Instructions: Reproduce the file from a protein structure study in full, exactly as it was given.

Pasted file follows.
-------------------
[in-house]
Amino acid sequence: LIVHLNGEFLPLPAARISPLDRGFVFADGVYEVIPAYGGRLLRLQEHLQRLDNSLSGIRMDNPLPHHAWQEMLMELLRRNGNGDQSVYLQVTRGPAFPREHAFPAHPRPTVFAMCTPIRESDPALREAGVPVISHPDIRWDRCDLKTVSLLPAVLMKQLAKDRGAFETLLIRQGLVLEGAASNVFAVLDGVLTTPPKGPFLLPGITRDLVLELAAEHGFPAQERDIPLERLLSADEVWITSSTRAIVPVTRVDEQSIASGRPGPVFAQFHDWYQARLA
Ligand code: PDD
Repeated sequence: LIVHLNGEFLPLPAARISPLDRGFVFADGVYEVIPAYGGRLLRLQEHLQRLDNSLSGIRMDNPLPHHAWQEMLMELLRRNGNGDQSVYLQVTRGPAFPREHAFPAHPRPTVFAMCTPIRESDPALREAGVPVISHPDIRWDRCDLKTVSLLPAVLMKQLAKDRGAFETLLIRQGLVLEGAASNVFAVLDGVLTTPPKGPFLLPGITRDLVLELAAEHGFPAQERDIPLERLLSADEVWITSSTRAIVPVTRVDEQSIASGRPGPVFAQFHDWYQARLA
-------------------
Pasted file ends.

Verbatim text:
[in-house]
Amino acid sequence: LIVHLNGEFLPLPAARISPLDRGFVFADGVYEVIPAYGGRLLRLQEHLQRLDNSLSGIRMDNPLPHHAWQEMLMELLRRNGNGDQSVYLQVTRGPAFPREHAFPAHPRPTVFAMCTPIRESDPALREAGVPVISHPDIRWDRCDLKTVSLLPAVLMKQLAKDRGAFETLLIRQGLVLEGAASNVFAVLDGVLTTPPKGPFLLPGITRDLVLELAAEHGFPAQERDIPLERLLSADEVWITSSTRAIVPVTRVDEQSIASGRPGPVFAQFHDWYQARLA
Ligand code: PDD
Repeated sequence: LIVHLNGEFLPLPAARISPLDRGFVFADGVYEVIPAYGGRLLRLQEHLQRLDNSLSGIRMDNPLPHHAWQEMLMELLRRNGNGDQSVYLQVTRGPAFPREHAFPAHPRPTVFAMCTPIRESDPALREAGVPVISHPDIRWDRCDLKTVSLLPAVLMKQLAKDRGAFETLLIRQGLVLEGAASNVFAVLDGVLTTPPKGPFLLPGITRDLVLELAAEHGFPAQERDIPLERLLSADEVWITSSTRAIVPVTRVDEQSIASGRPGPVFAQFHDWYQARLA